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Anti-lock braking systems (ABS) started to become commonplace in the 1990s. Now, the technology is found on all modern vehicles. If you’re old enough, you may remember having to “pump the brakes” in an emergency situation to prevent the wheels from locking up. Well, guess what? Thanks to ABS, the car does all that pumping work for you. All you need to do is step on the brake pedal. At the heart of the ABS system, you’ll find a computer, referred to as a control module. The module uses wheel speed sensors to measure how fast your car’s wheels are turning. If the sensors indicate wheel lockup is about to occur, the control module pulses brake fluid to the slipping wheel(s) to prevent lockup. The module operates solenoid valves inside a device, called a hydraulic control unit, to modulate brake pressure to each wheel. If you have to slam on the brakes in an emergency situation, you’ll feel a pulsation in the brake pedal as the ABS kicks in. The sensation seems pretty weird, at first, and you may think something’s wrong with your car. But don’t worry – that’s just the ABS system doing its thing.
Chances are the first thing you'll notice is that your ABS light is on. Some additional warnings, such as the traction control indicator, may also be illuminated. When the ABS light turns on, the control module will store a corresponding diagnostic trouble code (DTC) in its memory. A mechanic can use that code as a starting point for further troubleshooting.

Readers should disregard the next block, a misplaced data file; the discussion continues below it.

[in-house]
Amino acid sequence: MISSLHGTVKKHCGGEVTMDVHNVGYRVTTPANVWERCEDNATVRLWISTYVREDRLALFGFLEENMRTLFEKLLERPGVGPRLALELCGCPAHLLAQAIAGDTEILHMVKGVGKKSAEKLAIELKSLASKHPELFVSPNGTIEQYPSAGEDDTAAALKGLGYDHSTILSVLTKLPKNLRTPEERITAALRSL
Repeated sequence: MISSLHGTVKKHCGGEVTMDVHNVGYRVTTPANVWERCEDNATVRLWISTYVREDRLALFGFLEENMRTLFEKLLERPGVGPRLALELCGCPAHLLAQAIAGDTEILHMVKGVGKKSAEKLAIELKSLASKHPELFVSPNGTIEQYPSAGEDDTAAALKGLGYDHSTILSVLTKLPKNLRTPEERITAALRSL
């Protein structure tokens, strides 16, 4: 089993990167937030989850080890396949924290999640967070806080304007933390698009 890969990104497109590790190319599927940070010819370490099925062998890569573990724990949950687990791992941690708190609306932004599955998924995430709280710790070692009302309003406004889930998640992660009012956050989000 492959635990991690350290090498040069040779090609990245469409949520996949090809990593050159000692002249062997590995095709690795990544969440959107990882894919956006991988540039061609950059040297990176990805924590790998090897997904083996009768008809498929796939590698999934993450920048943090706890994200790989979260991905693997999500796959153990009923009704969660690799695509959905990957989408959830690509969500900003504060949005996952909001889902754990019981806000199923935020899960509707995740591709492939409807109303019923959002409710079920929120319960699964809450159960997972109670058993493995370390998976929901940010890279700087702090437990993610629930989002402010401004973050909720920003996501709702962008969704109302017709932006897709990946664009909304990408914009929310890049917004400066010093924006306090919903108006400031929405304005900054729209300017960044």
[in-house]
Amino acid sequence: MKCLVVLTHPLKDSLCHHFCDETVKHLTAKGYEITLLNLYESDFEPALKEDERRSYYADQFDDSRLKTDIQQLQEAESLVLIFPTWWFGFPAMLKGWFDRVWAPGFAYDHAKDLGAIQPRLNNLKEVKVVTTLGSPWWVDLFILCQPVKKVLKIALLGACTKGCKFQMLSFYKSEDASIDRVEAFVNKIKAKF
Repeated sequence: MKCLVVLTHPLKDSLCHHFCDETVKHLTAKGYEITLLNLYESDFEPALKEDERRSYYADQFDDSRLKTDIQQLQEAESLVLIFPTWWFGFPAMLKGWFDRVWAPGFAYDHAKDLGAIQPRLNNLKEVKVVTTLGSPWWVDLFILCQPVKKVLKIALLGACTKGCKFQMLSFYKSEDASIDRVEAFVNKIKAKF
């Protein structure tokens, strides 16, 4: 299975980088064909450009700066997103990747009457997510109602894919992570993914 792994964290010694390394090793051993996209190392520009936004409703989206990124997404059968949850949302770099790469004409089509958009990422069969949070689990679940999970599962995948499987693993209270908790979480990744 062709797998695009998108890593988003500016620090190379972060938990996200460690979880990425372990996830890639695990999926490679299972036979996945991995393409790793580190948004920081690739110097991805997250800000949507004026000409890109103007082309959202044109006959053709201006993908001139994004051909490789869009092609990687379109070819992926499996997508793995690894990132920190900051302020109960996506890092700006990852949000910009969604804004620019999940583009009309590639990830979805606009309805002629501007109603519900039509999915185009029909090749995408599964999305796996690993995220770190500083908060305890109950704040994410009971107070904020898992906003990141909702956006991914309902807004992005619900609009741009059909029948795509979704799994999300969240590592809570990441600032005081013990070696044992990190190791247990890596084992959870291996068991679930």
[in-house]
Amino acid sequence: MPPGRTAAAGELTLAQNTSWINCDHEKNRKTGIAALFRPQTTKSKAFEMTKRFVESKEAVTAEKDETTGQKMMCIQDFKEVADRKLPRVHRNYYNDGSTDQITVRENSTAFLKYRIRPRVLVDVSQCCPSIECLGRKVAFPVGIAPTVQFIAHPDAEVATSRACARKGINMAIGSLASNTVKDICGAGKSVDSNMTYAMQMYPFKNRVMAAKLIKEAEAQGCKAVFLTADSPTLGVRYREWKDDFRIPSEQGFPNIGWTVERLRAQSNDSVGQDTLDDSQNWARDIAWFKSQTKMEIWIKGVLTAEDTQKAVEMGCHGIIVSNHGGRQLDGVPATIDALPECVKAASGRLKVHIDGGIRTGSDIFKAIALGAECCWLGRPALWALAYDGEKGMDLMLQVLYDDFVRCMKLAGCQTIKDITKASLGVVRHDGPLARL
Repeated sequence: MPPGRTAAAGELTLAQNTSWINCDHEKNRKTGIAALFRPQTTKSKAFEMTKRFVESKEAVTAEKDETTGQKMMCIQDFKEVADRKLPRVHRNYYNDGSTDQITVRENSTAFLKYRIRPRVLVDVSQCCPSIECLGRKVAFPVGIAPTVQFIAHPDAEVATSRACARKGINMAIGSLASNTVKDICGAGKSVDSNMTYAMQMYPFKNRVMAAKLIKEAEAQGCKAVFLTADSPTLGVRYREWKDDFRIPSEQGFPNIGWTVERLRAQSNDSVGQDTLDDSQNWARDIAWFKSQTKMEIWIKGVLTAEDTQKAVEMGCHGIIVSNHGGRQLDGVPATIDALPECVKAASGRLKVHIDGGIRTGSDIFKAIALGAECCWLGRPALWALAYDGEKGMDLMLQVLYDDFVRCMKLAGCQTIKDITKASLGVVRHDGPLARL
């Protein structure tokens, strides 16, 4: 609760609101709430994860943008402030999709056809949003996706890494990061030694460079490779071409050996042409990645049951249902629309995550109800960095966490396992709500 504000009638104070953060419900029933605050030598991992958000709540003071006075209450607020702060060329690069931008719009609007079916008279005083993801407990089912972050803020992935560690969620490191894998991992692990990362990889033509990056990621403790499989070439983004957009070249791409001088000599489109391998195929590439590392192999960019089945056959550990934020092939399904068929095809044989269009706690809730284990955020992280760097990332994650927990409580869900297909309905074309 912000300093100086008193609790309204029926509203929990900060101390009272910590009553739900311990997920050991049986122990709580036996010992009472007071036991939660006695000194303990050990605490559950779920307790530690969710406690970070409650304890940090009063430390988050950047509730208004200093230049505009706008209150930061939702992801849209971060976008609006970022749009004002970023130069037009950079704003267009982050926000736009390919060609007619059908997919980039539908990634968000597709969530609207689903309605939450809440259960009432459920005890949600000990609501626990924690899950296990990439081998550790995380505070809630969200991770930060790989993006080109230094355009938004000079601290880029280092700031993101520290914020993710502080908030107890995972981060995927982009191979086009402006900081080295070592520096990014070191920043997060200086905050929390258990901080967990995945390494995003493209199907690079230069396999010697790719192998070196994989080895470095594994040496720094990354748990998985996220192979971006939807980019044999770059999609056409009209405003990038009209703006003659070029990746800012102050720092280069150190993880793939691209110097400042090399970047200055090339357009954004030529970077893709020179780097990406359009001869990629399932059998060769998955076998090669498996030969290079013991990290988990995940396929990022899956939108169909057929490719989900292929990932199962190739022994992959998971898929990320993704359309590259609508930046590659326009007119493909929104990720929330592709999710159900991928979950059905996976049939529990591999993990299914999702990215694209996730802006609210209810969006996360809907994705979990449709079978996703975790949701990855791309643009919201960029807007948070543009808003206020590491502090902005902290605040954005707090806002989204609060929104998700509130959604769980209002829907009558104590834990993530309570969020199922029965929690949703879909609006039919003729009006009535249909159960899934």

Typically, if there’s a problem that’s triggering the ABS warning light, the ABS module will disable the system entirely. If the car has traction and stability control, those systems may also be inoperative since they are integrated with the ABS system.
Do you have a late-model car with advanced driver assistance systems (ADAS), such as automatic emergency braking and adaptive cruise control? If the ABS system isn’t working right, several ADAS functions, such as these, may also be disabled.Get a Quote 1-Year | 12,000-Mile Warranty
We’re talking about your brakes here. If the ABS light is on, that means there’s a problem that could reduce the safety of your car in an emergency situation. As such, you should get the issue diagnosed and repaired immediately.
1-Year | 12,000-Mile Warranty